Q: I own a rental property with two other investors. I’ve been having problems with both of my partners.
Here’s the problem: The rental payments go to me, and I then issue a check with my one-third share plus the rental payment to partner #1. Partner #1 collects from Partner #2 and then pays the mortgage.
I had assumed that the mortgage was being paid on time, but I just got a letter saying we’re 60 days late in paying the loan. The partnership has soured as I’ve questioned the business ethics of my partners.
Partner #1 claims he was holding onto the payments because he’s going to try to renegotiate the terms of the mortgage. He figures that by defaulting we’ll be in a stronger position.
I expressed my displeasure with the strategy because it will affect my and my wife’s credit score. I urged him to pay the mortgage, but to no avail. To make matters worse, Partner #1 told me that Partner #2 hasn’t paid his share of the rent for several months but has some of the rent money.
I’m afraid that our credit has been compromised due to his actions. Neither of the partners will respond to my calls or text messages. I am being left in the dark. I’m ready to forego my investment in this property as long as I do not have to deal with these partners and this kind of business practice.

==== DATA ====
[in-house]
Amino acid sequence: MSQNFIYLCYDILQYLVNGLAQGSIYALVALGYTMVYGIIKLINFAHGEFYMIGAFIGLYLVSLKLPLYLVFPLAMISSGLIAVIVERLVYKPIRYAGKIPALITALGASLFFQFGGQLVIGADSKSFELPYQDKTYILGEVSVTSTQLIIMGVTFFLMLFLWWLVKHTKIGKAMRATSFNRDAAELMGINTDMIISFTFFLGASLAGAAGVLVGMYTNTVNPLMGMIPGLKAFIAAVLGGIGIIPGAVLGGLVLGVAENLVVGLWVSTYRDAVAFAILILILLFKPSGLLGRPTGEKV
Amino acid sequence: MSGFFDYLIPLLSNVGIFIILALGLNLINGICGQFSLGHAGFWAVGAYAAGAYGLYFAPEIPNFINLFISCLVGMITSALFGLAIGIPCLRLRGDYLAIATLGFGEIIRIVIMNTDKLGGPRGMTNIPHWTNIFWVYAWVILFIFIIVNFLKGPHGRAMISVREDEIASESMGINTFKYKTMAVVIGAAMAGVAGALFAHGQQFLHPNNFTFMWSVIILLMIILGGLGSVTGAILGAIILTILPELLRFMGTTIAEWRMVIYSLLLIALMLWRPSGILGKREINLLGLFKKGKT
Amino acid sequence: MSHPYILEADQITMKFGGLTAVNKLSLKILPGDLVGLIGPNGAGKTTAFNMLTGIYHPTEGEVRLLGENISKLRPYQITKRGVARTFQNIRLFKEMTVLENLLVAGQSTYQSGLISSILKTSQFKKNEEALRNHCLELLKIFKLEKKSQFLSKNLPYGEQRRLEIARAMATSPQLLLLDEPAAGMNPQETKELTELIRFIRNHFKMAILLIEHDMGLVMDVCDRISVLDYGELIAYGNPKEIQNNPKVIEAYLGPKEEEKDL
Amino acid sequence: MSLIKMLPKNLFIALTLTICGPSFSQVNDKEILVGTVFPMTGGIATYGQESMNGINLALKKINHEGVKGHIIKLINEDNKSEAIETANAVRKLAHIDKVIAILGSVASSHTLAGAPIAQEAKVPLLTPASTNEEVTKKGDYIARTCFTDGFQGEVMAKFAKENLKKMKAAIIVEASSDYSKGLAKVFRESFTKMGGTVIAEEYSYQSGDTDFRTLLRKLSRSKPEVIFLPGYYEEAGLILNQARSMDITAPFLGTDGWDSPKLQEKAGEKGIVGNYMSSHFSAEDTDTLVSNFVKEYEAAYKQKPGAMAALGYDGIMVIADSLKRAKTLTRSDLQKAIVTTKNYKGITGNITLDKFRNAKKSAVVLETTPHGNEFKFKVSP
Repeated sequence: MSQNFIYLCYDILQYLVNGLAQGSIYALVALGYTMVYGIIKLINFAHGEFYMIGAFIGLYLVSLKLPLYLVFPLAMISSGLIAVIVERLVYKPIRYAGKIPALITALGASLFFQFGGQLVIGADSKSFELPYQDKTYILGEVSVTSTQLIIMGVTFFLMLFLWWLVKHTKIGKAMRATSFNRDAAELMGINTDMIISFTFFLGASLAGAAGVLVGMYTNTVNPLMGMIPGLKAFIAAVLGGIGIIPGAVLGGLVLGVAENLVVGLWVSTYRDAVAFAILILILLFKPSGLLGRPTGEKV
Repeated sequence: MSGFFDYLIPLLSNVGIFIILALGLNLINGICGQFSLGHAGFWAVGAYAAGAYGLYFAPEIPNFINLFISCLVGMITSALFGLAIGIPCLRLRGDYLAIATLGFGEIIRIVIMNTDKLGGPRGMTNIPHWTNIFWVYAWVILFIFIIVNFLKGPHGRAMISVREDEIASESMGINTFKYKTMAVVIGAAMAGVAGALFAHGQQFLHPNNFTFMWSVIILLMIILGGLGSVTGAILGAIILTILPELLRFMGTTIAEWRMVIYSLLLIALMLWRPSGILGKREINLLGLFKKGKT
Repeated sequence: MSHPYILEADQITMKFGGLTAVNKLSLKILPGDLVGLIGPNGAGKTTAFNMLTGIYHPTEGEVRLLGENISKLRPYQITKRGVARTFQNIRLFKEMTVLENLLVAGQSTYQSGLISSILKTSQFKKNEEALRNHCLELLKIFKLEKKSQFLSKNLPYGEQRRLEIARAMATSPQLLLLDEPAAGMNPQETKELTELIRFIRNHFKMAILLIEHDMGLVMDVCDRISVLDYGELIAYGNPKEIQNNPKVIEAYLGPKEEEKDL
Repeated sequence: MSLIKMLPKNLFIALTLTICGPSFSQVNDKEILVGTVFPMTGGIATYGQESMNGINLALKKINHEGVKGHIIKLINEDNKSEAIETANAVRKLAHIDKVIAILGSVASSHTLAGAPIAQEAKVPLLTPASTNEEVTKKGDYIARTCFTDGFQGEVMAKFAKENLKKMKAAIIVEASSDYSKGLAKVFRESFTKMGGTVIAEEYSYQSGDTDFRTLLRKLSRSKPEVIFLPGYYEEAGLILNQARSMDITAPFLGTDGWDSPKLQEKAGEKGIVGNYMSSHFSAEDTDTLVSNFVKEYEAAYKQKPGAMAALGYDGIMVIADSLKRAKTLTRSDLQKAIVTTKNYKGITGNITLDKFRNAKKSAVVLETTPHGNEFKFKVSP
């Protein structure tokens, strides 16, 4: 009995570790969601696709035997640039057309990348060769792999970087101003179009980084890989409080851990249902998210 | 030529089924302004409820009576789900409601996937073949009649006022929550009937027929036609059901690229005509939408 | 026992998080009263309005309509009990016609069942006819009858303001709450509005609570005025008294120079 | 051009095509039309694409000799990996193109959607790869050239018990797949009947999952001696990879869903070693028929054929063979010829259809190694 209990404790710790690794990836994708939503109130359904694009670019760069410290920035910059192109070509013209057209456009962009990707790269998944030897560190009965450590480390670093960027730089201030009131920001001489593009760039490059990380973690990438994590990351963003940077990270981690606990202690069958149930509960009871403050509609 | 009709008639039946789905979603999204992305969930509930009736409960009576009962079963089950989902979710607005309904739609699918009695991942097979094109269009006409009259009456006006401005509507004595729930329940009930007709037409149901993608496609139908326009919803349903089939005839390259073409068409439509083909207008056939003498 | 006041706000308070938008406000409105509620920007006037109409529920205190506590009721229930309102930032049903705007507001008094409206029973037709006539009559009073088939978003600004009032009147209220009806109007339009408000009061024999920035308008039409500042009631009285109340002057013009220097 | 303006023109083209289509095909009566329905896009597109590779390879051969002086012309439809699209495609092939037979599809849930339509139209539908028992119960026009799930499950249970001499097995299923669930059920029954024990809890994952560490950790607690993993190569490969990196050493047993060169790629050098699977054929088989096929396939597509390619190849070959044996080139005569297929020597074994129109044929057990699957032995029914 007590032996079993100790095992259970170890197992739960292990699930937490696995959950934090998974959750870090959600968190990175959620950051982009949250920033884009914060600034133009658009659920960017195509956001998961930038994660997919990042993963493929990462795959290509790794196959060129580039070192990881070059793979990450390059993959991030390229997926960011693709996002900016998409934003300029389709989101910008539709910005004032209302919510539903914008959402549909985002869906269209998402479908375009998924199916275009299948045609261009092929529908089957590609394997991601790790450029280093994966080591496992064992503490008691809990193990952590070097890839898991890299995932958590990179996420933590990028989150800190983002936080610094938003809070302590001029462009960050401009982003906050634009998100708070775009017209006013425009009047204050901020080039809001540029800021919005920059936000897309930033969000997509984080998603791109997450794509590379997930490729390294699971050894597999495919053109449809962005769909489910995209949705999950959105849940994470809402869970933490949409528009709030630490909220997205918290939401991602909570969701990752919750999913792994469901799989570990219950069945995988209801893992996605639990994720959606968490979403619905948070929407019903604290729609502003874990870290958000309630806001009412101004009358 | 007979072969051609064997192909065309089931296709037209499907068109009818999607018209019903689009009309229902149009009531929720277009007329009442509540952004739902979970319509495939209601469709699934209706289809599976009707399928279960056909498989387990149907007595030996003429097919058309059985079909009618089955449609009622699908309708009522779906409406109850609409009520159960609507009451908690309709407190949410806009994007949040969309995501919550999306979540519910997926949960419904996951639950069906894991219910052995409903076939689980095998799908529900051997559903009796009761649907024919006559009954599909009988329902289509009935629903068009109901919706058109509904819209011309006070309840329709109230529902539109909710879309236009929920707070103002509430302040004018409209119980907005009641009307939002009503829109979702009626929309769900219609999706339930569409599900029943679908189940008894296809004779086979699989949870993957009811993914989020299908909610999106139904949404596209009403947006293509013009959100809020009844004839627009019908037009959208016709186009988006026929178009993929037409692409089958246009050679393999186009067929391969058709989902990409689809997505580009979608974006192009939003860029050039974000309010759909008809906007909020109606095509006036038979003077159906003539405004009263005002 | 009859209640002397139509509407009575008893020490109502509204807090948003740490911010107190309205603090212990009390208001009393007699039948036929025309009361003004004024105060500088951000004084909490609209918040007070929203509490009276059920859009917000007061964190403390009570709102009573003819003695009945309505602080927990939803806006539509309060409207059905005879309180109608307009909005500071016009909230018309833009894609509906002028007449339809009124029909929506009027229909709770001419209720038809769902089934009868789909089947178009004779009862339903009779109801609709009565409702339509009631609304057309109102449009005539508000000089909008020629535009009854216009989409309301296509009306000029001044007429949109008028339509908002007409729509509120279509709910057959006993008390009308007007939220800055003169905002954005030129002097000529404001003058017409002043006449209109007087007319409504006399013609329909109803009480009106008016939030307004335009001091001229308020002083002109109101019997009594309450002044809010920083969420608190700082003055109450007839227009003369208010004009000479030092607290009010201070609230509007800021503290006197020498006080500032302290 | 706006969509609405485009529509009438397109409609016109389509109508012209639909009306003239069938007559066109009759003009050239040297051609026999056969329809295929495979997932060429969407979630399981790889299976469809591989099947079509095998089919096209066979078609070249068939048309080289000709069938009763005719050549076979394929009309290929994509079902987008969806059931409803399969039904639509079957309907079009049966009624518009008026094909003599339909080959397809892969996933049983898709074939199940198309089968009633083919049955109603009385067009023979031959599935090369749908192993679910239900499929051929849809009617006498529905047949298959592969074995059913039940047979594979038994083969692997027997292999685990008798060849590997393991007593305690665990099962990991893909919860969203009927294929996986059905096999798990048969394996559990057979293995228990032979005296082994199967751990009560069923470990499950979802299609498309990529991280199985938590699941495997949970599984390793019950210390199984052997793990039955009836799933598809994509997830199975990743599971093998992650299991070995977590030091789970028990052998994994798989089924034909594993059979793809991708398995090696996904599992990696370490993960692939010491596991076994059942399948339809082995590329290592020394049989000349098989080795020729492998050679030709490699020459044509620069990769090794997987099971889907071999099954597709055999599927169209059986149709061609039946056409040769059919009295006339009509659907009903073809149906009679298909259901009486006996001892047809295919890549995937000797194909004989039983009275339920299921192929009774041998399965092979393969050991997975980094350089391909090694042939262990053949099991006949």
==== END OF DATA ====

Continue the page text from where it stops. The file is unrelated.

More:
I’m also prepared to seek legal advice and am willing to take a loss, and you should know I also have another house in which I’ve invested with Partner #1. What should I do?
A: I’m afraid I don’t have any good news for you. You may have been bamboozled by investors who might be taking advantage of you. Do you know if your partner actually still has the money in the account and is ready to use it to pay the lender? If not, he may be spending the money elsewhere.
What your partner is doing in trying to convince the bank to renegotiate for better terms may not work, and at best has fouled up your credit along with theirs.
You should have had a partnership document that spelled out in writing what would happen in a situation like this. I’m guessing that you don’t have one. Now you’ll have to hire an attorney to get you out of this mess.
It won’t be pretty and you’ll probably wind up losing this investment property, not to mention your good credit rating.
The only bright spot is that the rental payments come to you directly. You might use the money coming in to actually pay all of the expenses of the investment property. Since you get the money, you might be able to control it. If you can bring the payments up to date, the lender might be willing to work with you.
Good luck, and be sure to find a very good real estate attorney. You’ll need one.
Jan. 22, 2009.